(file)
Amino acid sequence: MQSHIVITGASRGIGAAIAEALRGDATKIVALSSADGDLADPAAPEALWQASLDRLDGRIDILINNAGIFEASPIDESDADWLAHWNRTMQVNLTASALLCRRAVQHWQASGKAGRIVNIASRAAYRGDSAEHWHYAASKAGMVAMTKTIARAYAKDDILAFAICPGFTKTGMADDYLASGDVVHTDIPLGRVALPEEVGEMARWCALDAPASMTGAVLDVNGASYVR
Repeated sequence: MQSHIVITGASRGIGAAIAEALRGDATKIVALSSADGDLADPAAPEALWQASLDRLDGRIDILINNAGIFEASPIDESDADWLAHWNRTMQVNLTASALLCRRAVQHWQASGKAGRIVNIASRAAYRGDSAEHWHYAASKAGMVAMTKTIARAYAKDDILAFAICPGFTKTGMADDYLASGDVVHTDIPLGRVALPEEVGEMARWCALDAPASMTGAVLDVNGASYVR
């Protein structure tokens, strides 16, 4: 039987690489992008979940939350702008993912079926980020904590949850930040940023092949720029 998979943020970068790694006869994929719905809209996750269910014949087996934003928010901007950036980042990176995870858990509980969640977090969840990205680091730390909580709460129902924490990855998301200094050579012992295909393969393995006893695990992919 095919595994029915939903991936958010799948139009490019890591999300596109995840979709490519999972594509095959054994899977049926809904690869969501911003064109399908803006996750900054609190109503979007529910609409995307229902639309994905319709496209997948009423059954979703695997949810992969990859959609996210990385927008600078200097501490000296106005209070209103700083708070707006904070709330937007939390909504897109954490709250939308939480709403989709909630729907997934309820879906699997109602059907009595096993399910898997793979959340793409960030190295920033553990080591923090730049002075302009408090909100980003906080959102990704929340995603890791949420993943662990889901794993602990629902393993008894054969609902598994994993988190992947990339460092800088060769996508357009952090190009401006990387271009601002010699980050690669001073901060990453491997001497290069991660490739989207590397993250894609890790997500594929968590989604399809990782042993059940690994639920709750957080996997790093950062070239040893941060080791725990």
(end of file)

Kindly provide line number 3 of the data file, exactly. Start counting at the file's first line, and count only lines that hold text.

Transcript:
């Protein structure tokens, strides 16, 4: 039987690489992008979940939350702008993912079926980020904590949850930040940023092949720029 998979943020970068790694006869994929719905809209996750269910014949087996934003928010901007950036980042990176995870858990509980969640977090969840990205680091730390909580709460129902924490990855998301200094050579012992295909393969393995006893695990992919 095919595994029915939903991936958010799948139009490019890591999300596109995840979709490519999972594509095959054994899977049926809904690869969501911003064109399908803006996750900054609190109503979007529910609409995307229902639309994905319709496209997948009423059954979703695997949810992969990859959609996210990385927008600078200097501490000296106005209070209103700083708070707006904070709330937007939390909504897109954490709250939308939480709403989709909630729907997934309820879906699997109602059907009595096993399910898997793979959340793409960030190295920033553990080591923090730049002075302009408090909100980003906080959102990704929340995603890791949420993943662990889901794993602990629902393993008894054969609902598994994993988190992947990339460092800088060769996508357009952090190009401006990387271009601002010699980050690669001073901060990453491997001497290069991660490739989207590397993250894609890790997500594929968590989604399809990782042993059940690994639920709750957080996997790093950062070239040893941060080791725990």